Once again, this bill will be passed on Tuesday and no one is going to suffer. The opening shot has been made and now we are on to the $100 billion battle over the jobless benefits package. All we are asking is how do you pay for these new spending programs. It is a question which needs to be heard over and over again in the reckless Congress.
Senator Bunning is under fire for doing the right thing. He wants Congress to pay for its programs, quit passing bills that aren’t funded, and stop adding to the deficit for the sake of political expediency. He’s trying to bring change to Washington. Didn’t someone promise to do that before?

Democrats, not Republicans, are the Real “Party of No” by Gregory Hilton

A popular theme in the news media is that the Republican Party wants the United States to fail in order to make political gains this November. The story makes little sense because until two weeks ago the Democrats had a super majority. The GOP is accused of threatening 58 filibusters to bring the Senate to a halt. It is pure nonsense and no one should be shocked that some Senators have placed a temporary “hold” on a nomination. That has happened for over a century.
The GOP is not the “party of no,” and it has been constructive. The first session of the 111th Congress enacted 154 bills, including many major legislative proposals.
Democrats are the real “party of no” and this began in 2007 when they refused to allow votes on many Bush appointments. Those holds were not temporary. The Democrats started a legislative war four years ago when they broke over a century of Senate traditions by resorting to absolute partisanship. The general public does not realize this because the news media has ignored the story.
The Senate changed significantly in 2006 when Senator Harry Reid (D-NV) became Majority Leader. Unlike previous Democratic Majority Leaders such as Tom Daschle (D-SD) and George Mitchell (D-ME), Reid wasn’t willing to use unanimous consent agreements. This would have required compromises with Republicans, and it is how the Senate was always run in the past. The GOP was definitely willing to compromise when it was in power, and prior Republican leaders such as Trent Lott (R-MS) and Bill Frist (R-TN) received considerable flack from the party base because of their willingness to agree to compromises which allowed the Senate to make progress on legislative priorities.
When they were in power, Republicans allowed the Democrats to have a meaningful role in the legislative process. They were allowed to offer amendments, but that rarely happens anymore. What Majority Leader Harry Reid has done is run the Senate by cloture motions, or RuleXXII. This allows 16 Senators to force an end to debate after 30 hours. Cloture motions were used in the past, but they were always aimed at stopping filibusters.
The Reid procedures are totally unique. No one has ever before run the Senate by cloture motion, and Reid has largely succeeded in bringing unity to the GOP caucus. Diverse Senators such as Jim DeMint (R-SC) and Olympia Snowe (R-ME) are equally outraged by what has happened. They are all mystified because it is so unnecessary to run the Senate in this manner, and the favorite topic in the GOP cloakroom is what motivates Reid.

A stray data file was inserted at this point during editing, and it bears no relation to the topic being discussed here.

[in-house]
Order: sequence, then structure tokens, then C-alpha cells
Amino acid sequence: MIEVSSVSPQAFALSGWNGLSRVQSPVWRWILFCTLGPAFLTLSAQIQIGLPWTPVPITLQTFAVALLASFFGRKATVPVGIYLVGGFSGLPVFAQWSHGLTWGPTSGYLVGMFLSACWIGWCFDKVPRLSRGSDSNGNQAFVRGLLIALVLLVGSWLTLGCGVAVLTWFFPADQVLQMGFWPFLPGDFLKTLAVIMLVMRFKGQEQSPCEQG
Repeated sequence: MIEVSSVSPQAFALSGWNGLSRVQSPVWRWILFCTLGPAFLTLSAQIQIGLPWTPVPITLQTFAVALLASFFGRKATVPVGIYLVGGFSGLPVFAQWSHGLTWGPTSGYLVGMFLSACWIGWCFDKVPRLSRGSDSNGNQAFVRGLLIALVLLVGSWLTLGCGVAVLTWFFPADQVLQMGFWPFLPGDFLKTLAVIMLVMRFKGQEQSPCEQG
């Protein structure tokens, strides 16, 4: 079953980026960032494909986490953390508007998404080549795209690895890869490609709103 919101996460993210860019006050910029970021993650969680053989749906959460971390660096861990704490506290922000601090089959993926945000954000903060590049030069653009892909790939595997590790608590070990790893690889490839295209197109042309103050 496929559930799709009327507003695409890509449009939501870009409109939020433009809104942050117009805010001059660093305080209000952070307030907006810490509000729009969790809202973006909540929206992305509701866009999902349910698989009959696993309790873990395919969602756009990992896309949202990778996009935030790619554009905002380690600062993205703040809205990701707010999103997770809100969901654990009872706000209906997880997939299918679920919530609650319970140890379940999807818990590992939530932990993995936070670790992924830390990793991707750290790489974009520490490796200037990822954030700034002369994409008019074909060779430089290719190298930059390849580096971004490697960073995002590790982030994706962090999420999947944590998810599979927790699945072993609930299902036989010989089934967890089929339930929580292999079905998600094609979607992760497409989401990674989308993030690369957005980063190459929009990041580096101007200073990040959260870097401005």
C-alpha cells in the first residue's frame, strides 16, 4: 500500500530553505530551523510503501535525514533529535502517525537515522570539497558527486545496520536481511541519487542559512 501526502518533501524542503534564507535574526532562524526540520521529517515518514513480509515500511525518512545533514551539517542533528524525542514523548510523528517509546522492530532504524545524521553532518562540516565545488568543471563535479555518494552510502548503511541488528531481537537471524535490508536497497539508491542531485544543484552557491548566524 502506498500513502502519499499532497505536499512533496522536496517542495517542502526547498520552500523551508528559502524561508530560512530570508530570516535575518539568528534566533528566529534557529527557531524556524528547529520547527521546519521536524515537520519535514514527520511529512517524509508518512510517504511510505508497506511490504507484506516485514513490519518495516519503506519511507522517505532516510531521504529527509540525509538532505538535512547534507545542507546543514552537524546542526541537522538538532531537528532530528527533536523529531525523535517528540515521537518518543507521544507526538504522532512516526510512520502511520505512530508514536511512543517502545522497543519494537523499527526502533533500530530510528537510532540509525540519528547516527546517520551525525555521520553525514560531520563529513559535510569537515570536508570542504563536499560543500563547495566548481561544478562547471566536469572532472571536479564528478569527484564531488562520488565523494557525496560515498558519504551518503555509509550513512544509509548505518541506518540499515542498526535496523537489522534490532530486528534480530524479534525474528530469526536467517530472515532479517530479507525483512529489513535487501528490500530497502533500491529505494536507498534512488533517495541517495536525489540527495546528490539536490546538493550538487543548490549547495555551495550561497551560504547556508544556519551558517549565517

Once again, before Reid cloture was only used to stop a filibuster. Now it is how the Senate is run. Cloture is filed on everything, and it has nothing to do with Republican stalling. But that hasn’t stopped the media and liberal activist groups from promoting the false GOP obstruction story.
The left wing has simply taken the number of cloture petitions filed and label them Republican “filibusters.” The number of actual filibuster threats made by the Republican leadership is miniscule.
If Democrats were really concerned about obstructionism, they have the power to end it. They simply need to be willing to negotiate with the Republican leadership in the Senate in good faith. They are not going to do that because the goal is not legislation, it is public relations.
In the 11th Congress, Republicans have been working desperately to avoid fiscal collapse. They have made substantive recommendations on how to create jobs, but President Obama went ahead with the stimulus. Here is a quick review of the President’s economic performance:
* We were told the $787 billion Stimulus would stop unemployment from reaching 8%. But it will stay around 10% for the next year, and “under-employment” is at 17%. The deficit this has created is an enormous burden to the next generation.
* The $60 billion bailout of GM and Chrysler required major changes in bankruptcy laws and huge concessions to the UAW (they own 55% of Chrysler). The White House claims GM is starting to repay the loan is not true. GM has not made a profit. They just decided not to tap a government contingency fund which would place them further in debt.
* The “Cash-for-Clunkers” program cost taxpayers between $20,000 and $45,000 per vehicle purchased.
* The “HAMP” mortgage modification program, designed to save homeowners from foreclosure? Out of 651,000 “trial” modifications, zero have turned into a permanent repayment plan
We have had an impact by stopping cap-and-trade, and the Copenhagen climate change agenda. This bill would have cost the average American family an annual $1,720. This was definitely what was not needed in a recession.
The GOP gave the President good advice. He should be glad he listened to them rather than Secretary of Energy Steven Chu who said the price of electricity in America is “anomalously low.”